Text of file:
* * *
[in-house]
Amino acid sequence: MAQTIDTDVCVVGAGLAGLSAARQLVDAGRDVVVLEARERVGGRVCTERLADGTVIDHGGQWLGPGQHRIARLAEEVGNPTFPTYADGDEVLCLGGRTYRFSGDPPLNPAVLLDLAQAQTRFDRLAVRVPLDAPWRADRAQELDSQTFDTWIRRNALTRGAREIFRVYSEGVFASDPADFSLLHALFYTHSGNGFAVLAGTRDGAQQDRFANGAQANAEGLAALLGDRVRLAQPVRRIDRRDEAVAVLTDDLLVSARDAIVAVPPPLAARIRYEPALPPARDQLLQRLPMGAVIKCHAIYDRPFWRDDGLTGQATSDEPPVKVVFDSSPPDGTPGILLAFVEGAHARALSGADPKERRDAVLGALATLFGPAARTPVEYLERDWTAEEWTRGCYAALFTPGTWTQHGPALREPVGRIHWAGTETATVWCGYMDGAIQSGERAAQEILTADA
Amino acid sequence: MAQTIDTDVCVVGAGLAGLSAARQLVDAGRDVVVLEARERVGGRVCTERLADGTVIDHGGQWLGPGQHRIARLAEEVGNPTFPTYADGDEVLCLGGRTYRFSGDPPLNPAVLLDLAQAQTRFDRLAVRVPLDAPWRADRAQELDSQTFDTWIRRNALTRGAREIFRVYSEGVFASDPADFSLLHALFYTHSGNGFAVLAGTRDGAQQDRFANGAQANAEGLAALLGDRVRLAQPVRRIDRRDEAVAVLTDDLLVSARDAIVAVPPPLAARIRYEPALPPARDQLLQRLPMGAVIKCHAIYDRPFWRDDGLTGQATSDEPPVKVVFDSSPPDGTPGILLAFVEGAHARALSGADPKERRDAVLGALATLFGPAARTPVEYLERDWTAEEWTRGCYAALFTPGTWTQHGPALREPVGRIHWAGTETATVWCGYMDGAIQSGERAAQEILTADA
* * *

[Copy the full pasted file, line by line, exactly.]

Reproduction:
[in-house]
Amino acid sequence: MAQTIDTDVCVVGAGLAGLSAARQLVDAGRDVVVLEARERVGGRVCTERLADGTVIDHGGQWLGPGQHRIARLAEEVGNPTFPTYADGDEVLCLGGRTYRFSGDPPLNPAVLLDLAQAQTRFDRLAVRVPLDAPWRADRAQELDSQTFDTWIRRNALTRGAREIFRVYSEGVFASDPADFSLLHALFYTHSGNGFAVLAGTRDGAQQDRFANGAQANAEGLAALLGDRVRLAQPVRRIDRRDEAVAVLTDDLLVSARDAIVAVPPPLAARIRYEPALPPARDQLLQRLPMGAVIKCHAIYDRPFWRDDGLTGQATSDEPPVKVVFDSSPPDGTPGILLAFVEGAHARALSGADPKERRDAVLGALATLFGPAARTPVEYLERDWTAEEWTRGCYAALFTPGTWTQHGPALREPVGRIHWAGTETATVWCGYMDGAIQSGERAAQEILTADA
Amino acid sequence: MAQTIDTDVCVVGAGLAGLSAARQLVDAGRDVVVLEARERVGGRVCTERLADGTVIDHGGQWLGPGQHRIARLAEEVGNPTFPTYADGDEVLCLGGRTYRFSGDPPLNPAVLLDLAQAQTRFDRLAVRVPLDAPWRADRAQELDSQTFDTWIRRNALTRGAREIFRVYSEGVFASDPADFSLLHALFYTHSGNGFAVLAGTRDGAQQDRFANGAQANAEGLAALLGDRVRLAQPVRRIDRRDEAVAVLTDDLLVSARDAIVAVPPPLAARIRYEPALPPARDQLLQRLPMGAVIKCHAIYDRPFWRDDGLTGQATSDEPPVKVVFDSSPPDGTPGILLAFVEGAHARALSGADPKERRDAVLGALATLFGPAARTPVEYLERDWTAEEWTRGCYAALFTPGTWTQHGPALREPVGRIHWAGTETATVWCGYMDGAIQSGERAAQEILTADA